Ancient allure makes Chinese village a modern magnet
BEIJING — Luo Zhiguang is grateful to the village heads before him.
The Party chief of Tangxia township’s Liangxi village says the people who previously occupied his post did an excellent job of protecting ancient buildings.
And that has made the small settlement a big tourist attraction with growing appeal.
Luo also guides an increasing number of government officials, experts and journalists, who visit the village of 1,600 inhabitants in the Pearl River Delta city of Jiangmen, Guangdong province.
“About 90 percent of the houses in the village were constructed in the Qing Dynasty (1644-1911) and the early period of the 20th century,” Luo says.
“Liangxi is unique among other ancient villages in that its ancient buildings feature Western elements.”
Traditional-Chinese rooftop carvings feature such motifs as dragons, phoenixes and fish, which symbolize auspicious meanings, such as longevity and happiness. But doors, windows and balconies hail to Western architecture.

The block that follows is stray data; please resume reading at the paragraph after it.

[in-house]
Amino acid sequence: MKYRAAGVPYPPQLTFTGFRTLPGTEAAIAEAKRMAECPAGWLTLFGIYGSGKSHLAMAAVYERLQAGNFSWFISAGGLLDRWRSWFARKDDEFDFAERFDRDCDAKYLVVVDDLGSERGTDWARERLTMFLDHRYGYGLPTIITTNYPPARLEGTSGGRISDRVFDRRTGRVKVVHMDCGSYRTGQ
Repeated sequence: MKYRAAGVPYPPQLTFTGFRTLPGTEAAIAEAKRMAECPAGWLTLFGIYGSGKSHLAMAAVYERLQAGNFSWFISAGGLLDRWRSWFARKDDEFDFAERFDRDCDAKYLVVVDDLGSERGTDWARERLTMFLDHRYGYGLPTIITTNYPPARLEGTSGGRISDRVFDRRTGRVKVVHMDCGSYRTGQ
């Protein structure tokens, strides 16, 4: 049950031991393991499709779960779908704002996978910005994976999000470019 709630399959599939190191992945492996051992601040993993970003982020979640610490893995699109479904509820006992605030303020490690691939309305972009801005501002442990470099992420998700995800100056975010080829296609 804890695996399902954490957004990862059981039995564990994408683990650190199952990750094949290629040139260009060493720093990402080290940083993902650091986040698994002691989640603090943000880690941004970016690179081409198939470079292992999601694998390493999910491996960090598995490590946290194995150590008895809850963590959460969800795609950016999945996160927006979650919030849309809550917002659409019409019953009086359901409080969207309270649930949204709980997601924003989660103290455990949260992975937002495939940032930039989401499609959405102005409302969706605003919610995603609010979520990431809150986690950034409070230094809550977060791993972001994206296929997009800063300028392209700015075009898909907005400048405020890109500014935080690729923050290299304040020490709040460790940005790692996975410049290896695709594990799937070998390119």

“Most houses were built by Chinese who’d returned from the United States,” Luo says.
The nearly 8-square-kilometer village is less than two hours’ drive from the provincial capital, Guangzhou.
Visitors come to see its roughly 500 households, chastity arch, two ancestral halls, village walls and four former residences of famous locals.
An ancestral temple that honors clan elder Luo Gui features a statue of the patriarch.
He’s said to have led his clan to the area when fleeing wars in northern Guangdong about 800 years ago. Most villagers still share his surname.
Visitors also explore the 20-meter-long Qingyun Road that’s paved with flagstones that are over a century old. Another name for the main thoroughfare, pingbu qingyun, means “being promoted” in Chinese, so villagers will ceremoniously walk along the road before leaving to study or work outside.
The chastity arch in the village’s center honors a widow surnamed Wu, who remained faithful to her husband who died when she was young. The 4-meter-high, 3-meter-wide arch was built in 1736.
The 2,440-square-meter ancestral hall built in 1707 is Liangxi’s largest temple.
It was the main public building. Clan elders handled local affairs and mediated disputes in the building.
The village walls and diaolou-structures built on pillars-hail to the early period of the 20th century.
Liangxi also hosts a workshop that demonstrates how citrus tea is produced during the harvest season.
Pu’er tea from Yunnan province is placed into hollowed-out fruit and sun-dried.
It’s the only industry in Liangxi-that is, aside from its growing tourism, which, indeed, bodes well for locals’ livelihoods.
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